Herbs and spices add flavor and aroma to food, but they also contain compounds with medicinal properties. This is one of the reasons why I consider the kitchen to be nature’s pharmacy. Herbs and spices are high in antioxidants and contain phytochemicals that provide many health benefits such as anti-inflammation, immune system boosters, digestive aids, liver detox support, anti-allergy, anti-high blood pressure, and many, many more. I like to think of them as my “food as medicine”.
This summer I set out to plant my own herbs as a little experiment to see if I would be able to create my own medicinal teas, salves, syrups, and tinctures while I am indoors this fall and winter. Not sure what a salve or tincture is? No problem. This is just the beginning of many posts that will go into detail on herbal medicine. I wanted to first share my experience in planting and growing my herbs first. Because this summer was my first time gardening, I still have much more learning to do. For example, many “green thumbers” told me to not plant mint directly into my garden. I wanted to see for myself what would happen and they were right, it takes over!
I chose to plant a spiral herb garden — thanks to being inspired by Pinterest! The logic behind a spiral herb garden is that plants that need the most sun are planted on the south and east sides, whereas plants that need less sun are planted on north and west sides. The spiral is also suppose to increase in elevation so that plants that like the sun are planted higher and can provide shade to plants that like less sun.
Take a look at the beginning stages of my garden…
I had so much fun looking for herbs. I tried to buy organic when I could find some. Next year I will try to make sure everything comes from organic seeds, but like I said this was a little experiment to begin with (and I wanted to plant any herb I could find immediately because I was so excited!)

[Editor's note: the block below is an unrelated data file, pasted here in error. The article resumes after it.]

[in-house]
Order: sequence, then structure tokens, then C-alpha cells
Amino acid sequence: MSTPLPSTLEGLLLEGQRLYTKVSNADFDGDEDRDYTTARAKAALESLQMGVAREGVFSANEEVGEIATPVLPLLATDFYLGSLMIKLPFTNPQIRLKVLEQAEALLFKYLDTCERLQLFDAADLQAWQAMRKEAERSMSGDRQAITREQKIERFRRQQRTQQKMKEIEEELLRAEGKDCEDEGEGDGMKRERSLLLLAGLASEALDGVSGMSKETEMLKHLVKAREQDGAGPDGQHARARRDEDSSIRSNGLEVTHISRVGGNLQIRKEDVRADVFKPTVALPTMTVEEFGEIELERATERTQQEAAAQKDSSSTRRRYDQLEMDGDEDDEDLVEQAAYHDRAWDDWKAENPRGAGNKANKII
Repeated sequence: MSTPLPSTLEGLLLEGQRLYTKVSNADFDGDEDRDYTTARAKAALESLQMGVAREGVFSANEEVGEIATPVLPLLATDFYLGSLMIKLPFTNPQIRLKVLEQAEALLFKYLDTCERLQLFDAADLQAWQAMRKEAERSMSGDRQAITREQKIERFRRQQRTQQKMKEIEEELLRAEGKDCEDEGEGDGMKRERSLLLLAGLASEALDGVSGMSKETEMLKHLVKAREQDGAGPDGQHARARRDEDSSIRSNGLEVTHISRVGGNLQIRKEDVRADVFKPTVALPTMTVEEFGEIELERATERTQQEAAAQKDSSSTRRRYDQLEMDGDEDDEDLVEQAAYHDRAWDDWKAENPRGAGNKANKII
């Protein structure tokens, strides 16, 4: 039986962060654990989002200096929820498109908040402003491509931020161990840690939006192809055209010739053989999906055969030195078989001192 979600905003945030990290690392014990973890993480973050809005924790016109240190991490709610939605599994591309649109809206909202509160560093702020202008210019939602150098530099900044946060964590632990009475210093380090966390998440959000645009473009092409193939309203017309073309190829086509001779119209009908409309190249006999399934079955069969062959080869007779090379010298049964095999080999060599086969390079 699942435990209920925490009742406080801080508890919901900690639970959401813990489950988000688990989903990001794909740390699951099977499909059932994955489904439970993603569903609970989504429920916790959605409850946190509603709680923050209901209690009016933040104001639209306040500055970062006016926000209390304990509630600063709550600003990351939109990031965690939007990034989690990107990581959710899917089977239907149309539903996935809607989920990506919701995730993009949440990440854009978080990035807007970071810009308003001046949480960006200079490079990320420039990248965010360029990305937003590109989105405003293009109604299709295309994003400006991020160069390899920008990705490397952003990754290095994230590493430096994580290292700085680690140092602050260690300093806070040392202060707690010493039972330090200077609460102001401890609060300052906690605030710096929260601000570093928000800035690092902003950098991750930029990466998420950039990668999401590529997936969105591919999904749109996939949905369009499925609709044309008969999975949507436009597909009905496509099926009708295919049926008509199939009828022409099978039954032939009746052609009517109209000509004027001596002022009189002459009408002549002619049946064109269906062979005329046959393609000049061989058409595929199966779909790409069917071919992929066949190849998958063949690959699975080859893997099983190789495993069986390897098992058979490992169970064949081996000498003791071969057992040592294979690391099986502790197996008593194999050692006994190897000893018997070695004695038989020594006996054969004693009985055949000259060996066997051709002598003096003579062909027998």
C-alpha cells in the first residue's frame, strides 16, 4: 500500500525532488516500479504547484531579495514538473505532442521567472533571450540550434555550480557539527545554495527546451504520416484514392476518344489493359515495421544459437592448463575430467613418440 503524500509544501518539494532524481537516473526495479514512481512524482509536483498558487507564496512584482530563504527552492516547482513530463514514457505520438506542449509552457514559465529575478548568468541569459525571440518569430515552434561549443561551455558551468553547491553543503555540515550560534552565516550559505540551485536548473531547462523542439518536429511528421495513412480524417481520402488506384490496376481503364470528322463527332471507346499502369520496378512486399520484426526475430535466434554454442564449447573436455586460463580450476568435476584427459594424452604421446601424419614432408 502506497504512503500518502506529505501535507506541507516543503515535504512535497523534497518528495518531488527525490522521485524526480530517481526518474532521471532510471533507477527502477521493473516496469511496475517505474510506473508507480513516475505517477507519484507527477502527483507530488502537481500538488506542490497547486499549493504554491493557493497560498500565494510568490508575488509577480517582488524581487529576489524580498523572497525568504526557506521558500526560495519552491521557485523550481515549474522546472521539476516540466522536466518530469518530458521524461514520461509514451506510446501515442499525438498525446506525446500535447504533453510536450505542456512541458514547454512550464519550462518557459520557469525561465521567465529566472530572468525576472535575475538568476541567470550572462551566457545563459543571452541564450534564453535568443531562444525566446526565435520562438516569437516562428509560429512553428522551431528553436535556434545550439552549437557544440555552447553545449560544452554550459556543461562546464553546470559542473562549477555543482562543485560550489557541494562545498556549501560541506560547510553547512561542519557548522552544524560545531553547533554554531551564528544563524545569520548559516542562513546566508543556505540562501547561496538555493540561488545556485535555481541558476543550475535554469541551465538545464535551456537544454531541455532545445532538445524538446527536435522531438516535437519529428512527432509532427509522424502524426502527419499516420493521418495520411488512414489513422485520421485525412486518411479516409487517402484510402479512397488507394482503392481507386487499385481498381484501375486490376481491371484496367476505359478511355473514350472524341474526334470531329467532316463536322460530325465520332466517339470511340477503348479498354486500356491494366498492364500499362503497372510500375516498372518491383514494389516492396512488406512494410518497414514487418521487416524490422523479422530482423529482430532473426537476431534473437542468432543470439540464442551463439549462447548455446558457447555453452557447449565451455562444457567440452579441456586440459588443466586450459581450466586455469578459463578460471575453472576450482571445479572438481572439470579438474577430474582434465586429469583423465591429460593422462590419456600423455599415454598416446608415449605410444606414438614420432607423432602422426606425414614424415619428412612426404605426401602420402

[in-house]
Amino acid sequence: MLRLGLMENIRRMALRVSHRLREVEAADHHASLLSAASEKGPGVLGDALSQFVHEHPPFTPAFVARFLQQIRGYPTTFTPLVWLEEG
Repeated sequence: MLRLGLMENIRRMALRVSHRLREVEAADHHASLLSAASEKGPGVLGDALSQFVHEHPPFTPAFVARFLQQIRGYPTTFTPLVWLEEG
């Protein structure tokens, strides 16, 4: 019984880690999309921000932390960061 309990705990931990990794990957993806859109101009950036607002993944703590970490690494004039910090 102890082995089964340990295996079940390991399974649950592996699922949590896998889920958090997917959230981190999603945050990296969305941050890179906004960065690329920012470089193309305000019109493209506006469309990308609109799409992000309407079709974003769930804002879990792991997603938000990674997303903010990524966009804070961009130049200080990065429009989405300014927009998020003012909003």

Here are a few organic plants I came across at the Easton Farmer’s Market:
Most of my herbs came from Suelke’s Roadstand located Old Bethlehem Pike in Sellersville. It’s close by and I’d rather shop local if I can.
This summer I also discovered a book that I LOVE for anyone getting into growing herbs and using them to make your own tea and natural medicines. I highly recommend Medicinal Herbs: A Beginner’s Guide by Rosemary Gladstar.
Here’s my garden in the beginning of summer when all of the plants were small:
Today I finished my harvest. I completely cut the lemongrass down and clipped some thyme, oregano, chocolate mint, spearmint, parsley, and rosemary for drying.
This summer I found my new calling – gardening! I can’t wait for next Spring and learning from some of my mistakes from my first go round. Please join me on my herbal adventure and come back soon! I will be sharing what happened when I took my herbs indoors and what kind of health concoctions I will later create!
From your dietitian-nutritionist-herbalist in the making,